This free site could teach you a new language more effectively than a college class or Rosetta Stone

You could start speaking Spanish in about half the time it'd take to learn with Rosetta Stone. Best of all, Duolingo is free.

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Knowing a second language is one of those skills that can really pay off. You don't have to pay for a class or expensive language learning software to quickly get started, though. Online language learning service Duolingo offers interactive courses in several languages--for free--and a new study suggests it's a more effective way to learn than other methods.

Duolingo commissioned the study (PDF) to find out how effective the program has been working. The study was independently conducted by Roumen Vesselinov, a Visiting Assistant Professor at Queens College, City University of New York, and John Grego, Professor and Chair of the Statistics Department at the University of South Carolina. These researchers used a common university Spanish placement test to evaluate Duolingo users' knowledge of Spanish after using the site for two months. (The nearly 200 Duolingo users in the sample started with no knowledge of Spanish.)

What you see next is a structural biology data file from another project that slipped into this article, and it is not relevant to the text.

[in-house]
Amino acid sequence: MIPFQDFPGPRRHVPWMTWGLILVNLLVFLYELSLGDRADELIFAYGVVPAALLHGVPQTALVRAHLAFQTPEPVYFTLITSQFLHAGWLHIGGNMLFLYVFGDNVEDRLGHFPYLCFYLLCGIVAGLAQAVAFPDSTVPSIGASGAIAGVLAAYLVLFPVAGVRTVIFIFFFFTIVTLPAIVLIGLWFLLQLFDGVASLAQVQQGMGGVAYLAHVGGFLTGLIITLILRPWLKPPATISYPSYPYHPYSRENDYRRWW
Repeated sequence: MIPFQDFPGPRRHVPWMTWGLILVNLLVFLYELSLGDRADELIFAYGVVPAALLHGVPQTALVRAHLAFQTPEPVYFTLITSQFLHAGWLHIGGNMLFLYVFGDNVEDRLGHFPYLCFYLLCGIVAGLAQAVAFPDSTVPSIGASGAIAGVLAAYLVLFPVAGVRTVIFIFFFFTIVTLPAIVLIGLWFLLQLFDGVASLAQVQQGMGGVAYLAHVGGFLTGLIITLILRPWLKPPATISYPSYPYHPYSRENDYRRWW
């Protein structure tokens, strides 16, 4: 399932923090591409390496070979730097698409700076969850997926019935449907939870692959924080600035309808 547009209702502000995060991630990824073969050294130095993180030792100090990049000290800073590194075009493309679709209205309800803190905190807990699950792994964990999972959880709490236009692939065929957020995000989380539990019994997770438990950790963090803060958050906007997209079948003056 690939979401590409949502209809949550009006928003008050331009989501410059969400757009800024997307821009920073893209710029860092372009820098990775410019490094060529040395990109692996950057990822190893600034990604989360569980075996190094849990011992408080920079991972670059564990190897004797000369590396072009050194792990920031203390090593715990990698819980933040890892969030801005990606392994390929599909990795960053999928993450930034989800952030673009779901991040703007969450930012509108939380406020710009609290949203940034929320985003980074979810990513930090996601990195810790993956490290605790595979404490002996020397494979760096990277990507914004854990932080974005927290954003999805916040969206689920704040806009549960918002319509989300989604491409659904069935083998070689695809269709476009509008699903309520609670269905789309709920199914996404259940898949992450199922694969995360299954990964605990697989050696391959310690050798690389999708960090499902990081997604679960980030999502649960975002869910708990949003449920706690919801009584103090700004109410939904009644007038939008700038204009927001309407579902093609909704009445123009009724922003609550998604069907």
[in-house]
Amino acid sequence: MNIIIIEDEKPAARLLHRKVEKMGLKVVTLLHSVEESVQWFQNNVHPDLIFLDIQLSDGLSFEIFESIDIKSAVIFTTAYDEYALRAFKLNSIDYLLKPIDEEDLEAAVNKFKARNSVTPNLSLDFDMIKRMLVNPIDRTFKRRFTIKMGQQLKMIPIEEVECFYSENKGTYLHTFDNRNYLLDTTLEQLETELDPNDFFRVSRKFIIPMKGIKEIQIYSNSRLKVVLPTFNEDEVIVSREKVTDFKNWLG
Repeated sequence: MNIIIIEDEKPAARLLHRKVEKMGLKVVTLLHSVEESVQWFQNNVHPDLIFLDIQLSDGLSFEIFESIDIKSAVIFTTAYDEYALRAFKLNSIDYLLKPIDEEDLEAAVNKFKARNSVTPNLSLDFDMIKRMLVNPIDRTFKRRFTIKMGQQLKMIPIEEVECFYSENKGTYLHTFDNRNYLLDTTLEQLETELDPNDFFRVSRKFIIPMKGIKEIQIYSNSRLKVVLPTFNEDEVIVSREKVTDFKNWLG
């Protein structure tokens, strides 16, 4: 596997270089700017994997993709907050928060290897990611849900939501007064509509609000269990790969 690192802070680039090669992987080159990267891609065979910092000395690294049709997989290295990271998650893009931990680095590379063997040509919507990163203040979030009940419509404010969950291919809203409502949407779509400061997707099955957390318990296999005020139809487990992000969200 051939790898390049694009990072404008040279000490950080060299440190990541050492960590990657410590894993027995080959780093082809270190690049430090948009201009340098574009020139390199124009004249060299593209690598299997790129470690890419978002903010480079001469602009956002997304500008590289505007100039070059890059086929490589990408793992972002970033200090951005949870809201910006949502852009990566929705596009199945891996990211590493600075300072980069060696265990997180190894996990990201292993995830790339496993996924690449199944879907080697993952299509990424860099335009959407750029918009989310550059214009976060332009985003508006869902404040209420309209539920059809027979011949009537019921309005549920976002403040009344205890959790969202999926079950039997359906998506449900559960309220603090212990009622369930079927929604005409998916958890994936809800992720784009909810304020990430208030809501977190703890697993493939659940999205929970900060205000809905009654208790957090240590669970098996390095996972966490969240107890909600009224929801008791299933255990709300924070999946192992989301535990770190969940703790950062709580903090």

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The study found that it takes a user 34 hours (on average) to learn the equivalent of a first semester of Spanish in college. Spread over eight weeks, that's just 4.25 hours a week. TechCrunch notes that a similar study conducted by these researchers found that it takes Rosetta Stone users between 55 and 60 hours for the same amount of material.

Also of note: Those who said they wanted to learn Spanish for travel reasons had the best progress (17.6 points gained per hour of study) versus those who were learning for personal interests of school (5.7 points per hour).

Even without this "proof" of the service's effectiveness, Duolingo is an excellent resource for learning a new language for free. Lessons are presented as games of a sort, where you earn skill points and complete learning along a "skill tree." Besides Spanish, you can learn French, German, Portuguese, or Italian (or English for Spanish-, Portuguese-, or Italian-speakers).

While learning a new language, Duoling users are also helping to translate the web (which is how the service is able to remain free and free of ads).

If you've ever wanted to learn a new language--quickly and without cost--check out Duolingo here.

Read more of Melanie Pinola's Tech IT Out blog and follow the latest IT news at ITworld. Follow Melanie on Twitter at @melaniepinola. For the latest IT news, analysis and how-tos, follow ITworld on Twitter and Facebook.

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